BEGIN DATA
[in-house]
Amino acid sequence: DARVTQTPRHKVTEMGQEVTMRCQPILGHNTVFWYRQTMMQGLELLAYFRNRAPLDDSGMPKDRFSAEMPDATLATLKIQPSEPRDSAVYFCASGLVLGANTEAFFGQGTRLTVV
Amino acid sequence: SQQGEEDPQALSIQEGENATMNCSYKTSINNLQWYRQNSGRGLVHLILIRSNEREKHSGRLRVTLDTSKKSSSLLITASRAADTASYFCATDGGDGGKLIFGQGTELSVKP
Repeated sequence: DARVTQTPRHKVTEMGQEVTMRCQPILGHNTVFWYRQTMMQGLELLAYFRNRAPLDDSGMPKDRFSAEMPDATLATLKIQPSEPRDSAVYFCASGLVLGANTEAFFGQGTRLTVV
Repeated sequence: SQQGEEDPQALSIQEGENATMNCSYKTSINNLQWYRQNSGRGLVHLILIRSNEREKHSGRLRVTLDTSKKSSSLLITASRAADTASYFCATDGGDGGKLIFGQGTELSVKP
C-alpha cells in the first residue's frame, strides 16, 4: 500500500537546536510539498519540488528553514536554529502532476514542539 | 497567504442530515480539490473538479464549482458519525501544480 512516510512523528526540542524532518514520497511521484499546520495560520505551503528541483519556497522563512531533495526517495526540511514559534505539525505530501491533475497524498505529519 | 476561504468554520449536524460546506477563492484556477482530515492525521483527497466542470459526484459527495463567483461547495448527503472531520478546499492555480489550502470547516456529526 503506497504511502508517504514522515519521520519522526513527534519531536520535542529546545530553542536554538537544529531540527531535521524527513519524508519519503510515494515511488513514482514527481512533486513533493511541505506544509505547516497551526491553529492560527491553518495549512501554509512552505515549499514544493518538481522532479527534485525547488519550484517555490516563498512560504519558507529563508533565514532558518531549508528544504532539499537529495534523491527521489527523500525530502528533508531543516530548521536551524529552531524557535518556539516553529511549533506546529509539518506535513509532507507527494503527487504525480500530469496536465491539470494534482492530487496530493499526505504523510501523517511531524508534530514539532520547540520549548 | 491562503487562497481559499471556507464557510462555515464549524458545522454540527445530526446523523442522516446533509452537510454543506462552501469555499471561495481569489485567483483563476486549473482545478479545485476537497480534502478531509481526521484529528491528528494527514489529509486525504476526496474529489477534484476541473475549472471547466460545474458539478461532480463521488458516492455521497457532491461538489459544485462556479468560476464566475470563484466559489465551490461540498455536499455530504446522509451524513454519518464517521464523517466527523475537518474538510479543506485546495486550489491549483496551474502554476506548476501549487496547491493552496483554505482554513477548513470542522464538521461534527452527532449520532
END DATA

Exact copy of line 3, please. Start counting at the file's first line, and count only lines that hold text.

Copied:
Amino acid sequence: SQQGEEDPQALSIQEGENATMNCSYKTSINNLQWYRQNSGRGLVHLILIRSNEREKHSGRLRVTLDTSKKSSSLLITASRAADTASYFCATDGGDGGKLIFGQGTELSVKP